Jeju Olle Ganse Pony Doll. Photo by Doug MacDonald

Jeju Olle Ganse Pony Doll. Photo by Douglas MacDonald

Jeju Olle is a series of walking courses that together trail around Jeju and nearby islands. As of December 2012 there are 26 paths. The icon of a Jeju pony, “Ganse” in Korean, acts as a guide along with blue and orange ribbons that help travelers find their way. My name is Alissa Dolan and my husband Andrew and I are attempting to walk all of the paths during our time on Jeju Island. There aren’t words to express the refreshing beauty of the Olle trails, but you are welcome to join me as I try to describe each course.

Basics

Starting Point: Dongmun Rotary Sanji-cheon Stream (near Jeju Port)
Finishing Point: Jocheon Manse Dongsan (Memorial to Korean resistance during the Japanese occupation)
Distance: 18.8 km
Estimated Walking Time: 6-7 hours
Scenery: Coastal, oreum (volcanic cones), villages, farmland
Main Sights: Sarabong (hill), Samyang Black Sand Beach, Wondang Temple

Special Notes

    • This path begins near Jeju Port in Gu-Jeju and is easy to find. You can access this by taking a taxi to Dongmun Rotary and bus No. 100 also has a stop here.
    • The start of the trail is directly across the street from the market which is identifiable by the Ganse and the sign and stamp box.
    • It ends directly next to a bus stop. Bus 20 can be taken back to Jeju city or an inter-city bus can be taken.
    • There are no facilities for a couple of hours between Wondang Temple and the trail’s ending point.
    • The course was relatively easy to follow and despite the hills, was easy walking.

Our Journey

This trail starts across the street from the busy Dongmun market but quickly delivers its hikers into narrow and quiet streets.  About a kilometer into the trail, it brought us to a woman selling fruit on an otherwise empty road. We wanted a few small oranges, but through her insistence ended up with a full bag of them. We regretted the load as we began to hike up Sarabong.

Sarabong is thickly covered with green trees, even in the winter, but there are a couple of places on the path up where you can pause and observe the sky, city, mountain and ocean which make up the striking scenery of Jeju Island.

Starting point of Olle 18 across the street from Dongmun Market. A bridge over Sanjicheon stream. Photo by Alissa Dolan.

Starting point of Olle 18 across the street from Dongmun Market. A bridge over Sanjicheon stream. Photo by Alissa Dolan.

The hill was very crowded on this clear November morning, and I debated handing out our excess fruit to the fellow hikers, but decided not to distract them from their work out. They seemed quite motivated dressed in name-brand hiking clothes. The trek down the hill is scenic and pleasant. The wide path winds through evergreens and is followed by more open areas to enjoy the view of the ocean.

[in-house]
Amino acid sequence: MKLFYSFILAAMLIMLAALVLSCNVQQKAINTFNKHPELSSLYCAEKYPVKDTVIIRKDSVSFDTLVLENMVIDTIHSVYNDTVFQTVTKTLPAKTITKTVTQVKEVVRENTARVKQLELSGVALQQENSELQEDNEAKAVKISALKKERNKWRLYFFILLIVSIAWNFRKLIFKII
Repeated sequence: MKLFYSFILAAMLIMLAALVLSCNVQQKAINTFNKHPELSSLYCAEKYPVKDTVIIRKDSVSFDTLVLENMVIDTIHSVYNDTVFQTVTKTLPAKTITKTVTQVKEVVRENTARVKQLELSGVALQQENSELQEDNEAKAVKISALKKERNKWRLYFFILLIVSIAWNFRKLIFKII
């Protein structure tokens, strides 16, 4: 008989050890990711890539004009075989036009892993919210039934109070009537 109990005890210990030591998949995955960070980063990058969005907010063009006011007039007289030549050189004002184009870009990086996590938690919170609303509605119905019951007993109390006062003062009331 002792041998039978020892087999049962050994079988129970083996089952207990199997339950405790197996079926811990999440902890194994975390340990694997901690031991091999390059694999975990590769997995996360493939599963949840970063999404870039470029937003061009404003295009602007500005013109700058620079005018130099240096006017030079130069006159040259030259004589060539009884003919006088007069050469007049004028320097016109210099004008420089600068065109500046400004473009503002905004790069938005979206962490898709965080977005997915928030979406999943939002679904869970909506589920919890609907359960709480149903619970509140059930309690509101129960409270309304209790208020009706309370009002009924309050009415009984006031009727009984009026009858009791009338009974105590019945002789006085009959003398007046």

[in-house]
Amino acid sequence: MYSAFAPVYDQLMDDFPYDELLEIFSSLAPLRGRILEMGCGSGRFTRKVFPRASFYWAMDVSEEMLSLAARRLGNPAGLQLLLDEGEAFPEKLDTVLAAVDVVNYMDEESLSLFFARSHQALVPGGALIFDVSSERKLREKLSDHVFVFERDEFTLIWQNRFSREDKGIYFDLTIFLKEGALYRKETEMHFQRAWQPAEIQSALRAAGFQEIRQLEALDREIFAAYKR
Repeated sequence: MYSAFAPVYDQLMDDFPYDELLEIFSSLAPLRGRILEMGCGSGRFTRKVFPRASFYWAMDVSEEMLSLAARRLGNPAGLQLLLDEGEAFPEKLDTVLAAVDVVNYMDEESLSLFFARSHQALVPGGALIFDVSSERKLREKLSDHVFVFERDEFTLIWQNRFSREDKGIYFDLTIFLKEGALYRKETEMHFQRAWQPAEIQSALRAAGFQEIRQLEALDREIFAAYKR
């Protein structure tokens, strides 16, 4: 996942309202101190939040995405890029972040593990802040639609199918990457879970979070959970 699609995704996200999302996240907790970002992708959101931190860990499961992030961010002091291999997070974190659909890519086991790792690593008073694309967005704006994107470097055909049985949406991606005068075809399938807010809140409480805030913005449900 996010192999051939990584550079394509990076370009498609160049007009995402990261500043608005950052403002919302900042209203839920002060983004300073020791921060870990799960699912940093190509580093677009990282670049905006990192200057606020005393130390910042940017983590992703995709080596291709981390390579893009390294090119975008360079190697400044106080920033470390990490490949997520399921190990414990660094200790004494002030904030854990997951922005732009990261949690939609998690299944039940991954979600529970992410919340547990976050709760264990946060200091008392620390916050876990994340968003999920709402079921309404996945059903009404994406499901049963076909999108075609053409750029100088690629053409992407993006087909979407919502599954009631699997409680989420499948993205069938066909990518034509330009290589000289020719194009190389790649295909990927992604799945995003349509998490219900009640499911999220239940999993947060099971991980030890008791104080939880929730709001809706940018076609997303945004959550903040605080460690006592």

Below Sarabong, the trail runs through the remains of a destroyed village and it is here that the path becomes somewhat unclear. We almost lost our way at one point, and a middle-aged local pointed us in the right direction. We thanked him with a few of our oranges.  He was so grateful that he walked with us as the trail moved through an area which was crowded with rocks and stone fences but otherwise deserted.

The view facing West from Sarabong. Photo by Alissa Dolan.

The view facing West from Sarabong. Photo by Alissa Dolan.

Remains of Goneul-dong Village. Photo by Alissa Dolan.

Remains of Goneul-dong Village. Photo by Alissa Dolan.

The course continues along small village roads and weaves around farmland, leading up to a coastal strip before Samyang Beach. A little before arriving at the black sand beach, we were surprised to discover that we had walked the first half of the trail in just a little over two hours. Also, our sack of oranges was well over half empty and we’d made several friends through distributing them. The beach was quiet and appeared larger than it had when we visited in the summer.

Samyang Black Sand Beach in the winter. Photo by Alissa Dolan.

Samyang Black Sand Beach in the winter. Photo by Alissa Dolan.

After the beach, the trail climbs another oreum (Wondangbong) and passes by a secluded Buddhist temple (Bultapsa). The area seemed so far from Jeju City that it was hard to believe we had been hiking through it a few hours earlier. Next, the path leads through scenery that is primarily open fields with great views of the mountains and ocean. We did not pass any facilities or stores on this section of the trail, so we enjoyed stopping to snack on the oranges and appreciate the views Olle offered us.

On Wondangbong after passing Bultap Temple. Photo by Alissa Dolan.

On Wondangbong after passing Bultap Temple. Photo by Alissa Dolan.

The remainder of the route runs along the coast through small villages that are situated so close to the sea that parts of their walkways are actually in it. We finished our remaining oranges somewhere between the villages of Dokmoru and Dongsan.

The houses in Dokmuro Village seem a little too close to the water for comfort. Photo by Alissa Dolan.

The houses in Dokmuro Village seem a little too close to the water for comfort. Photo by Alissa Dolan.

We meandered around the Jocheon Manse Dongsan for a little while before realizing that Olle had delivered us to our destination. We were very pleased with the fact that we had completed our journey in less than five hours and had also eaten or given away 60 plus oranges.

Further Information

Map (Sanjicheon – Jocheon)

More photography (Olle 18 slideshow)

Olle 18 from the official Web site

Jeju Olle Ganse Pony Doll photo essay by Douglas MacDonald

Tagged with →